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N.D. Wilson

(1978- )
Nathan D. Wilson enjoys high winds, milk, and night-time. He received his Masters degree from Saint John’s College in Annapolis, Maryland, is the managing editor of Credenda/Agenda magazine and is also a Fellow of Literature at New Saint Andrews College. His writing has appeared in Books & Culture, The Chattahoochee Review, and Esquire. Learn more about him at N.D. Wilson‘s website.

100 Cupboards

100 Cupboards — (2007-2008) Ages 9-12. Publisher: Twelve-year-old Henry York wakes up one night to find bits of plaster in his hair. Two knobs have broken through the wall above his bed and one of them is slowly turning… Henry scrapes the plaster off the wall and discovers cupboards of all different sizes and shapes. Through one he can hear the sound of falling rain. Through another he sees a glowing room — with a man pacing back and forth! Henry soon understands that these are not just cupboards, but portals to other worlds. 100 Cupboards is the first book of a new fantasy adventure, written in the best world-hopping tradition and reinvented in N. D. Wilson’s inimitable style.

children's fantasy book reviews N.D. Wilson 1. 100 Cupboards 2. Dandelion Firechildren's fantasy book reviews N.D. Wilson 1. 100 Cupboards 2. Dandelion Fire 3. The Chestnut Kingchildren's fantasy book reviews N.D. Wilson 1. 100 Cupboards 2. Dandelion Fire 3. The Chestnut King

100 Cupboards: Great premise, doesn’t pay off

Readers’ average rating:

100 Cupboards by N.D. Wilson

Henry’s parents have been kidnapped, so his aunt and uncle and their three daughters have taken him in. Things are different at Uncle Frank and Aunt Dotty’s house. Henry’s overprotective parents made him eat healthy food, ride in a carseat until he was nine, and wear a helmet at recess. But now Henry eats hotdogs, drinks soda, plays baseball, and owns a knife. But things get even more interesting for Henry when he discovers that there are dozens of little doors under the plaster of the walls in his attic bedroom, and that these doors are portals to other worlds!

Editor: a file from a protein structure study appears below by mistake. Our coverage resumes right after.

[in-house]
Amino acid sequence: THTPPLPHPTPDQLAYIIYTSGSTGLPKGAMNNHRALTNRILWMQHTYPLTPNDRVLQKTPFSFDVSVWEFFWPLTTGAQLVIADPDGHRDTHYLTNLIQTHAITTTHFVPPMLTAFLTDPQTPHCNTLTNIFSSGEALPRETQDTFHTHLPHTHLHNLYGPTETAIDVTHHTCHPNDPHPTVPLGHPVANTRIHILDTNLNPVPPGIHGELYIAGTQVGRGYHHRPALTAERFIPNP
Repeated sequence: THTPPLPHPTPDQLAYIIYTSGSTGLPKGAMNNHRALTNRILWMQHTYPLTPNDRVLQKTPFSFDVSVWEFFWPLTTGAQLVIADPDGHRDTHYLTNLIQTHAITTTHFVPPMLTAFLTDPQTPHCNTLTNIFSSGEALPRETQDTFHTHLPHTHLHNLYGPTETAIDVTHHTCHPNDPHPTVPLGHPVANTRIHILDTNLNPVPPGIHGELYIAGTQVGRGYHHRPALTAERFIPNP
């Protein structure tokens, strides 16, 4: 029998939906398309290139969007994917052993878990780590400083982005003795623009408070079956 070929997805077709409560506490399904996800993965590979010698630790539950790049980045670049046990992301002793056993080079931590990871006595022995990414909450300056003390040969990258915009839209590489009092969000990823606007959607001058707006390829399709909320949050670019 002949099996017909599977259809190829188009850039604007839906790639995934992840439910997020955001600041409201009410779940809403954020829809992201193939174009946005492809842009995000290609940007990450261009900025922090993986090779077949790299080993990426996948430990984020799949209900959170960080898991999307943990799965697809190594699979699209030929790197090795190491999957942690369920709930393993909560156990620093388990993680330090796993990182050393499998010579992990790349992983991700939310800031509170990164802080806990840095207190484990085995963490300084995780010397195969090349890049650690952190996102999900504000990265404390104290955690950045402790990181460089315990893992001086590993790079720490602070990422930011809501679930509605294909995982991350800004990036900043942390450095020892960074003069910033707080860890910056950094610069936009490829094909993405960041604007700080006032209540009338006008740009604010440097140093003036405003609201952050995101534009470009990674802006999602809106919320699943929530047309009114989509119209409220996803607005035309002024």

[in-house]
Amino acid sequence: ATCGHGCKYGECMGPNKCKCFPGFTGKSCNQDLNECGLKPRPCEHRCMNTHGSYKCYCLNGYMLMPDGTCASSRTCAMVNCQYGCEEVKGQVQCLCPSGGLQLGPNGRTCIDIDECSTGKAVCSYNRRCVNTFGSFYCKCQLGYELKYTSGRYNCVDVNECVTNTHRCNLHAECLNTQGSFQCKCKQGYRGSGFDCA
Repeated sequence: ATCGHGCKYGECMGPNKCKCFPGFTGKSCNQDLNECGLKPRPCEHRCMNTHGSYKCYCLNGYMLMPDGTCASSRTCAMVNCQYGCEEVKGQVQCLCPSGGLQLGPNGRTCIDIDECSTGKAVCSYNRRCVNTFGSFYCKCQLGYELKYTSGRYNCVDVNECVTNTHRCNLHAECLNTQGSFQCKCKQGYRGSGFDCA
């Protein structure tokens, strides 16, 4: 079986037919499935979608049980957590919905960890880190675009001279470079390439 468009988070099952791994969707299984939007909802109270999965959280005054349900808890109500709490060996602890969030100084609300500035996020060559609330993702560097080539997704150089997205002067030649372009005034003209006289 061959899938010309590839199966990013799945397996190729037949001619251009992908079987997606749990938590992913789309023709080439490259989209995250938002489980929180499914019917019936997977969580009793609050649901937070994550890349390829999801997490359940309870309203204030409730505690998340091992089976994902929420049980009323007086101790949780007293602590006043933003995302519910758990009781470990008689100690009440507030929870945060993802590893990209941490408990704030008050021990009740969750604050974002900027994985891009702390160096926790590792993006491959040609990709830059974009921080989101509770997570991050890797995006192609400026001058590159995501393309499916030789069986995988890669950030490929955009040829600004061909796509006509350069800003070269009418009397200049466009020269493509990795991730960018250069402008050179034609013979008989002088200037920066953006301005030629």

I love the premise of 100 Cupboards — the idea of a room full of tiny strange-looking doors to other worlds is fun and appealing to children, who are N.D. Wilson’s target audience. My kids (ages 9 and 12), who listened to 100 Cupboards Read More

Dandelion Fire: Better than predecessor

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Dandelion Fire by N.D. Wilson

Dandelion Fire is the second book in N.D. Wilson’s 100 CUPBOARDS trilogy for children. In the first book, 100 Cupboards, we met Henry, a boy who went to live with his aunt and uncle in Kansas and discovered 100 oddly-shaped doors behind the plaster in his attic bedroom. There are different worlds behind all those doors and toward the end of the book Henry finally gets into one and inadvertently sets free an evil witch queen. I thought this was a great premise, and I liked Henry, but I was disappointed that so little time was spent exploring the other worlds.

At the beginning of Dandelion Fire, Henry is about to be sent home to live with the overprotective but unloving parents... Read More

The Chestnut King: A satisfying conclusion